Right wing attacks project labor agreements—in court
Construction workers in Minneapolis. | Glenn Stubbe / The Star Tribune via AP

MINNEAPOLIS (PAI)—In a case whose outcome could set a precedent elsewhere, the radical right is trying to destroy construction workers’ labor protections, in federal court.

Their vehicle: A lawsuit, filed last month by a non-union contractors’ association and a right-wing legal foundation in U.S. District Court in Minneapolis, charging that Project Labor Agreements—and specifically one the Minneapolis Public Schools signed with the city’s building and construction trades council—unconstitutionally violate contractors’ rights.

The lawsuit is in line with the long offensive in recent years by right-wing legal funds. They’re waging a shadowy campaign in courtrooms across the country to strip working people of their freedom to join together and negotiate a fair return on their labor.

That campaign took aim at members of Minnesota’s building trades unions.

The non-union contractors’ group, the Associated Builders and Contractors (ABC) and one member, Waconia-based Laketown Electric, is suing the school system. Their complaint, filed March 13, argues the district’s PLA breaks Laketown’s First Amendment free speech rights.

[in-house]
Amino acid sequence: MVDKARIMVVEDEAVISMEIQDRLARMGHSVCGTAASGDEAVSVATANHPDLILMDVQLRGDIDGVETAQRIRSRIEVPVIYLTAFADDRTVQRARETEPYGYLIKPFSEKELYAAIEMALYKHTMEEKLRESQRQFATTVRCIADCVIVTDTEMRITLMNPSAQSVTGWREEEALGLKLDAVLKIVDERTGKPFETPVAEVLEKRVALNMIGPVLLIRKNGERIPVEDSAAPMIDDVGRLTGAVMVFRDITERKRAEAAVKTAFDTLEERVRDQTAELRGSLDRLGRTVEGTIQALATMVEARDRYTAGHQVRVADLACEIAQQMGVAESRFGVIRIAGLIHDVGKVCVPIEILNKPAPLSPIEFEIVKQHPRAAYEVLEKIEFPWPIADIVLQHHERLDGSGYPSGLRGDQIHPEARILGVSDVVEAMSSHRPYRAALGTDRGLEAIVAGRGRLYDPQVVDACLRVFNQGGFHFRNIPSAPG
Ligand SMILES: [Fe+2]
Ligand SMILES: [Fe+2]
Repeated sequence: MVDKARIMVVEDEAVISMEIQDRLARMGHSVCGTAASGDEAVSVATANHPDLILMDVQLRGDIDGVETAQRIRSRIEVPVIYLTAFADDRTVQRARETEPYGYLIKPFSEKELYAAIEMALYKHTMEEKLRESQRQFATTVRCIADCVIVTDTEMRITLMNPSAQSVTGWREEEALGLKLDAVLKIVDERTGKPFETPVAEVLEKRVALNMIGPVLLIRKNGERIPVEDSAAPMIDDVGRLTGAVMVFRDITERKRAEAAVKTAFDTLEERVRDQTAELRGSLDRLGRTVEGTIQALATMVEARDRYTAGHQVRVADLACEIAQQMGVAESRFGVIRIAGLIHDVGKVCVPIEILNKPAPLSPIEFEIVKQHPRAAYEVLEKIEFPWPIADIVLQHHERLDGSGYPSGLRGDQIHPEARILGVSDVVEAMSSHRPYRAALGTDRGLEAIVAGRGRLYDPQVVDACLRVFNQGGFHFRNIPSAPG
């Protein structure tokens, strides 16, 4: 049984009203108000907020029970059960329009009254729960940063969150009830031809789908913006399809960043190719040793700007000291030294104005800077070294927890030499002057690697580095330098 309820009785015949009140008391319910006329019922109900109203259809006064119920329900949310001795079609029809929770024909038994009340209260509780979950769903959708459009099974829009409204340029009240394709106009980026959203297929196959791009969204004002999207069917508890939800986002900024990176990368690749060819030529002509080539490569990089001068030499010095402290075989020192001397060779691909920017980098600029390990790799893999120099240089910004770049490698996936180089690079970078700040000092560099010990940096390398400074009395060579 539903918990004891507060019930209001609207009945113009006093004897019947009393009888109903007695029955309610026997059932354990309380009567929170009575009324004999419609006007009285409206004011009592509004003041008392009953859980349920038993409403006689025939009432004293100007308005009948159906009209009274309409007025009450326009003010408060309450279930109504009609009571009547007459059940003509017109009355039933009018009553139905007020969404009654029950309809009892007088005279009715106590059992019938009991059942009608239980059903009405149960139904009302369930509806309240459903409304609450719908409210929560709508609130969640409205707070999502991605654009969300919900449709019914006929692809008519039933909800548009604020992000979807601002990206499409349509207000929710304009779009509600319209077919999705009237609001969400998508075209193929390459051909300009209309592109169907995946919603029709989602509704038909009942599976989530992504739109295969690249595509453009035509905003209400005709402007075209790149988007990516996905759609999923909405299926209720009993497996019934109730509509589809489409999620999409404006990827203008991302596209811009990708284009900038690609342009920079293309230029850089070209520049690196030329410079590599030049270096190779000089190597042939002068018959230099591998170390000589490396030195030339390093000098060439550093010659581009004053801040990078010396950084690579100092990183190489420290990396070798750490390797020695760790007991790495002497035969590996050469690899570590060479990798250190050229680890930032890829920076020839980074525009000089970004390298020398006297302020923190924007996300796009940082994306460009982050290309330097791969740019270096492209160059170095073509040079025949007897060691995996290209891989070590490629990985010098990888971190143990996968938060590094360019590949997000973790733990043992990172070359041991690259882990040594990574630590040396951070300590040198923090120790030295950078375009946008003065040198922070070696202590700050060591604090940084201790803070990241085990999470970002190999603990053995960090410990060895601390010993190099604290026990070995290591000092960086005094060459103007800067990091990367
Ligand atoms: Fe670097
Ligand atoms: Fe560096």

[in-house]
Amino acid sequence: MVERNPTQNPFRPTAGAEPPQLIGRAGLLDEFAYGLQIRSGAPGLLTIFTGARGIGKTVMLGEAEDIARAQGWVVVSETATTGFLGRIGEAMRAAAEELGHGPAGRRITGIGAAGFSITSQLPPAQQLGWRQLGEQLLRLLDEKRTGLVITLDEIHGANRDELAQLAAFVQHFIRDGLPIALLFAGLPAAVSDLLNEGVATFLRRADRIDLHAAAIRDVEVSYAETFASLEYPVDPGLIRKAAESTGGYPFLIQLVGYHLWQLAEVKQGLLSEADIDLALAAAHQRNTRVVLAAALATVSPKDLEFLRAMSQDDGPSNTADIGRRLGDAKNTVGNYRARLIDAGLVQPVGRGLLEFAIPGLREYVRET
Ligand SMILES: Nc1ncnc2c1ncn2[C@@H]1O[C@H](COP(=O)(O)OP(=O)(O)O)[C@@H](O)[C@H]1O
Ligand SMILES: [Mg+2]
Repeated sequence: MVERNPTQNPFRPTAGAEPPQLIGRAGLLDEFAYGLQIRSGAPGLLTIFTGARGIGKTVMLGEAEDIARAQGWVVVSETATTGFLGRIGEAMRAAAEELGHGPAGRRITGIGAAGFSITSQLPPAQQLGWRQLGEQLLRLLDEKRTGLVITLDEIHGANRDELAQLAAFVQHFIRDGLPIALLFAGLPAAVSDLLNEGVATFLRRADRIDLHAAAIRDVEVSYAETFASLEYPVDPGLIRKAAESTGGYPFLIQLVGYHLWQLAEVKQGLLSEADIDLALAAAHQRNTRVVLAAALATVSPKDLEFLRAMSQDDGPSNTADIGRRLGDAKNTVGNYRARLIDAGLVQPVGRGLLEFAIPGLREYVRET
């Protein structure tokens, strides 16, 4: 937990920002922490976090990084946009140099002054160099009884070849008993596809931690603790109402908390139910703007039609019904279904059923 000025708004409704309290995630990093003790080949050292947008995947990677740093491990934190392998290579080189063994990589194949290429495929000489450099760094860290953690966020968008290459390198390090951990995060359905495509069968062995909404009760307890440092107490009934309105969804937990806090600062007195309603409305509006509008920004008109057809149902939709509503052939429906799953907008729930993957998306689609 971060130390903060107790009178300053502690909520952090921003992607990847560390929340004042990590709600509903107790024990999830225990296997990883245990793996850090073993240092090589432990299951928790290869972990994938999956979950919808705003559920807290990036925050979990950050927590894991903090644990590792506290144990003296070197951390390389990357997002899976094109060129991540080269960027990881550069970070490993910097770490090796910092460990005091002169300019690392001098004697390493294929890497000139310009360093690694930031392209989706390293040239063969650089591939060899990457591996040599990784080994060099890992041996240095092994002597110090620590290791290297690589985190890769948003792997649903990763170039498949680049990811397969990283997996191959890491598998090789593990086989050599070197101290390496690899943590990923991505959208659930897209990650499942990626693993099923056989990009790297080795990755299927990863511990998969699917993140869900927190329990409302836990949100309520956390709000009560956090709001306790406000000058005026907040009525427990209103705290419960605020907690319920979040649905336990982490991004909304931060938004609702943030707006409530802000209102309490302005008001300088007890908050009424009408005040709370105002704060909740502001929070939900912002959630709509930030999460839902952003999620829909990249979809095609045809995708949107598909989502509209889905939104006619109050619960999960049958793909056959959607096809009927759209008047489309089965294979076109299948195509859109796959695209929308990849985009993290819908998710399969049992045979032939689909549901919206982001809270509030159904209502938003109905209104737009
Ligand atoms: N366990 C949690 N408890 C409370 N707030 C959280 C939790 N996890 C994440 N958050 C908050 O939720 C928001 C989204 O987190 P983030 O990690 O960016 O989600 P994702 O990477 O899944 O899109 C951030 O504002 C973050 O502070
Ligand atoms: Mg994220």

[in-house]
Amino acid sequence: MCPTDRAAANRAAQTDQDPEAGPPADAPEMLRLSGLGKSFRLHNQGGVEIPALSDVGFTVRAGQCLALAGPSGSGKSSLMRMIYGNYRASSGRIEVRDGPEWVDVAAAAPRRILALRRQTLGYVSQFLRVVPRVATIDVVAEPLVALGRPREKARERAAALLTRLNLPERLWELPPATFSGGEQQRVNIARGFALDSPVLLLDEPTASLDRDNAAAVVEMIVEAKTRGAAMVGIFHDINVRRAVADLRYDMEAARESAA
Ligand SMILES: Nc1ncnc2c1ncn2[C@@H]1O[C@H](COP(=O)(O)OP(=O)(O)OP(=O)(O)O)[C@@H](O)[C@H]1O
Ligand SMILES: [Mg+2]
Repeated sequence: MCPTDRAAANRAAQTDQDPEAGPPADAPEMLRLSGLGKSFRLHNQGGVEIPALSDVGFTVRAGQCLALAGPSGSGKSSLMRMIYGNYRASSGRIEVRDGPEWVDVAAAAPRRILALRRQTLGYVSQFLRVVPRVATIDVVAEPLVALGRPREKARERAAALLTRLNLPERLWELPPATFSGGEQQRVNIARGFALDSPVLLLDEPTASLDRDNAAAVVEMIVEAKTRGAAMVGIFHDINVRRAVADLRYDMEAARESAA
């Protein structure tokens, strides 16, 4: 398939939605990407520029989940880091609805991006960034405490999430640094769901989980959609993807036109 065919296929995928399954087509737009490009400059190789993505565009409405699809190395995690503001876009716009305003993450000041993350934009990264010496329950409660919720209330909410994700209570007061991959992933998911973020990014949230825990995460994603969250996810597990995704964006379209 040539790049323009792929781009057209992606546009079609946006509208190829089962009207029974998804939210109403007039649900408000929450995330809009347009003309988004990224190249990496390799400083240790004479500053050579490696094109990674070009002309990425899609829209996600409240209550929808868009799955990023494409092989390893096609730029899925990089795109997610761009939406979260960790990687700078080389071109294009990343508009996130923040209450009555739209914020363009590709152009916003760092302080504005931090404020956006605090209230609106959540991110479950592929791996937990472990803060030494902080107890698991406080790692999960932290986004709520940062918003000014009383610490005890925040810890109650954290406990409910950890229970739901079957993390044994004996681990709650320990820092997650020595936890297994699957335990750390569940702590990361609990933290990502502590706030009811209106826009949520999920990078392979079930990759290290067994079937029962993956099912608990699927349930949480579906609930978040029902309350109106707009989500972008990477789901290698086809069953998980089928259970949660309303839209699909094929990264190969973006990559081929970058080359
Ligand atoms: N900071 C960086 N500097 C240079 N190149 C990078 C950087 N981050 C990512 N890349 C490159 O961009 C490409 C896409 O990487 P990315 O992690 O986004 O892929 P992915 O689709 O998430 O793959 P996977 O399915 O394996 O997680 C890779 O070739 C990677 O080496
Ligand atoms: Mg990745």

MPS negotiated its PLA with the Minneapolis Building and Construction Trades Council in 2004. All construction firms seeking contracts to build or repair any of the district’s facilities must agree to the terms of the PLA.

Among those terms: Hiring highly skilled tradespeople, sometimes from a union hiring hall, and paying into an established, high-quality health and benefit fund maintained by building trades unions and their signatory contractors.

Attorneys from the big-business and right-wing financed California-based Pacific Legal Foundation, speaking for ABC and the non-union firm. argue that’s a violation of the plaintiffs’ constitutional rights to free speech, due process and equal treatment under the law.

Brendan Cummins, an attorney at Minneapolis-based Cummins and Cummins, LLP, who has worked with PLAs for decades, said the lawsuit’s arguments are “ideologically driven” and not based in fact.

“They’re claiming the PLA discriminates against non-union contractors by precluding them from bidding and winning work on school projects,” Cummins said. “That is false. Union and non-union contractors have bid on and won work in the Minneapolis Public Schools.”